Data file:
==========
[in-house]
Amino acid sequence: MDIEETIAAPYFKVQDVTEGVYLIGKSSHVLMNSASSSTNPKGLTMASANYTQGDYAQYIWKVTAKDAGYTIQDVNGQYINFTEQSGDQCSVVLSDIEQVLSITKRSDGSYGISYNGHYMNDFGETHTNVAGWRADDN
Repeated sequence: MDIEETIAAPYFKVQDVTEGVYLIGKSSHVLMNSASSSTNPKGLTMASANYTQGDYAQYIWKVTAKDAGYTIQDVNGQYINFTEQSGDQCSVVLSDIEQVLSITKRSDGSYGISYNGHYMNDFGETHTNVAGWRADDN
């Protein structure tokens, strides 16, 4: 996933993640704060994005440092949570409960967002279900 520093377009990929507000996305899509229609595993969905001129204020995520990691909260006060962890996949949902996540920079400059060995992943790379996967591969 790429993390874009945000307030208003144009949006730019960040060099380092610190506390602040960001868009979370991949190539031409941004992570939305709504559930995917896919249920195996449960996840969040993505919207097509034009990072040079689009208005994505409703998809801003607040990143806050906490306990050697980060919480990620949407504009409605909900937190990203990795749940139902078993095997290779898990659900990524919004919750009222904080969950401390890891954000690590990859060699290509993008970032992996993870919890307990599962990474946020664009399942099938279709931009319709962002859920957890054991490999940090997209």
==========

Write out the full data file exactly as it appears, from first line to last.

[in-house]
Amino acid sequence: MDIEETIAAPYFKVQDVTEGVYLIGKSSHVLMNSASSSTNPKGLTMASANYTQGDYAQYIWKVTAKDAGYTIQDVNGQYINFTEQSGDQCSVVLSDIEQVLSITKRSDGSYGISYNGHYMNDFGETHTNVAGWRADDN
Repeated sequence: MDIEETIAAPYFKVQDVTEGVYLIGKSSHVLMNSASSSTNPKGLTMASANYTQGDYAQYIWKVTAKDAGYTIQDVNGQYINFTEQSGDQCSVVLSDIEQVLSITKRSDGSYGISYNGHYMNDFGETHTNVAGWRADDN
């Protein structure tokens, strides 16, 4: 996933993640704060994005440092949570409960967002279900 520093377009990929507000996305899509229609595993969905001129204020995520990691909260006060962890996949949902996540920079400059060995992943790379996967591969 790429993390874009945000307030208003144009949006730019960040060099380092610190506390602040960001868009979370991949190539031409941004992570939305709504559930995917896919249920195996449960996840969040993505919207097509034009990072040079689009208005994505409703998809801003607040990143806050906490306990050697980060919480990620949407504009409605909900937190990203990795749940139902078993095997290779898990659900990524919004919750009222904080969950401390890891954000690590990859060699290509993008970032992996993870919890307990599962990474946020664009399942099938279709931009319709962002859920957890054991490999940090997209």